Mathiesen also discussed the Global Aquaculture Advancement Partnership Programme and its five areas of engagement for partners: development and technical projects, advocacy and communication, knowledge management and dissemination, norms and standard setting, and policy dialogue. And he reminded all that, regarding sustainable aquaculture guidelines, we are celebrating 20 years of the Code of Conduct for Responsible Fisheries.
“Regarding sustainable aquaculture, where do we go from here? The challenge is too big for any one agency to handle,” he said. “The magnitude of the issues facing the world can only be dealt with in collaboration with strong partners who can build synergies and build bridges through complementary strengths.”
Robins McIntosh, Executive VP, Charoen Pokphand Foods PLC
In his talk “Charoen Pokphand Foods – Changing the Face of Asian Aquaculture,” McIntosh reflected on the company’s experience over the past two decades in developing shrimp and fish aquaculture, first in Thailand and later throughout Asia. He said that overcoming technical issues (diseases, certification issues) was key to the company’s success, which started its shrimp business in 1986.
“The true sign of a great company is that it can overcome difficulties and challenges,” he said.
The Charoen Pokphand (CP) company’s aquaculture business today includes integrated production and marketing of Pacific white and black tiger shrimp, freshwater prawns, tilapia, pangasius and barramundi.
“Today, CP is more than just shrimp: although we have white shrimp and tiger shrimp, we also have fish like tilapia, pangasius and barramundi, we produce feeds for all aquatic species, we produce seeds from hatcheries for shrimp, freshwater prawns and fish, we have processing and international marketing, and we have farms,” he said.
Thailand, however, is best known for shrimp aquaculture, and he said that the country is a missionary to the world of shrimp. CPF has successfully introduced and supported specific pathogen-free (SPF) white shrimp technology, which has since been transferred to many Asian countries.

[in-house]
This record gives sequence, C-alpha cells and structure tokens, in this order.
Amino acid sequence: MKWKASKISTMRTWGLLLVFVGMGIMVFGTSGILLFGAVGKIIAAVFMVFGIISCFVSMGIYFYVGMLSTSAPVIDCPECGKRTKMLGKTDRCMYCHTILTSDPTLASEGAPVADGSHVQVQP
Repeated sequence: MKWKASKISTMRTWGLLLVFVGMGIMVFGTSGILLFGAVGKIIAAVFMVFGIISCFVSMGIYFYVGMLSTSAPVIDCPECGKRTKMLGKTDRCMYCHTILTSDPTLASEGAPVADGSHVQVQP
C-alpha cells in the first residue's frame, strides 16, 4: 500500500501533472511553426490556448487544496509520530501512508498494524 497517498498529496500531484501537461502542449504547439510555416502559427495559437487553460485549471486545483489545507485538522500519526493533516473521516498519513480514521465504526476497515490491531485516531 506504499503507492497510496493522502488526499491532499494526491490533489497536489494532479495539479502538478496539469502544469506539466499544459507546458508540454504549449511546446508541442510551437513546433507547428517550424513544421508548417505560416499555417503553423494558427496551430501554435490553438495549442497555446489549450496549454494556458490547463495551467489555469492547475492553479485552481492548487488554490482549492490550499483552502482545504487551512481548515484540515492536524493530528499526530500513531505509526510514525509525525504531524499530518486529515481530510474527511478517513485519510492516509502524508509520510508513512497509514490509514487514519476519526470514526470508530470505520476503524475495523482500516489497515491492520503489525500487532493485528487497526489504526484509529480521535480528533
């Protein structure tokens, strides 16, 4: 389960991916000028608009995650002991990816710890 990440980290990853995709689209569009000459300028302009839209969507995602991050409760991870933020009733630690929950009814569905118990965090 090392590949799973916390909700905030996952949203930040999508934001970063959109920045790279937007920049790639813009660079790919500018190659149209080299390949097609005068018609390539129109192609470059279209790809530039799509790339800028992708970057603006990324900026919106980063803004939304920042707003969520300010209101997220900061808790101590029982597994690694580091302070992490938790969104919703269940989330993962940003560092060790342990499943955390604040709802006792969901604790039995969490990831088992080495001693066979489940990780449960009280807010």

“Making the farmer successful has always been the company’s philosophy,” said McIntosh. The company and the Thai shrimp industry are supported by strong Thailand institutions, including the a strong Department of Fisheries that works with farmers, various business associations and academia. “The universities have created a strong brain trust, producing scientists that do the necessary research that keep us at world levels, and provide us with farm managers and company managers,” he added.
The true sign of a great company is that it can overcome difficulties and challenges.
In its evolution, the shrimp industry has had to face and overcome numerous challenges, particularly diseases, including the White Spot Syndrome Virus (WSSV) which led to the introduction of PCR (polymerase chain reaction) technology in 1994-1996; Slow Monodon Growth Syndrome in 2000; and the Early Mortality Syndrome or Acute Hepatopancreatic Necrosis Disease (AHPNS) which led to novel genetics management approaches.
“The company has R&D centers with nutrition, microbiology and pathology labs, along with demonstration farms to show farmers how the new technologies work. A special skill is needed to successfully communicate with farmers, and at CP we became experts at it,” he said.
The year 2000 brought about revolutionary change, as most Asian farmers were losing money producing black tiger shrimp, and ponds had to be medicated. This resulted in a move to a more sustainable, controlled, environmentally friendly industry with the first shipment of SPF white shrimp (L. vannamei) to Thailand. This was followed by the modernization of hatcheries towards more biosecurity and efficiency; by broodstock development and multiplication using SPF and nucleus breeding concepts; families, pedigrees and inland, enclosed, zero-exchange breeding centers.
“We developed a program that runs 3,000 families a year,” said McIntosh. “The investment to domesticate vannamei has been well worth it. And we did not give up on black tiger shrimp and have developed SPF populations, and their pond performance today is better than it was in 1990.”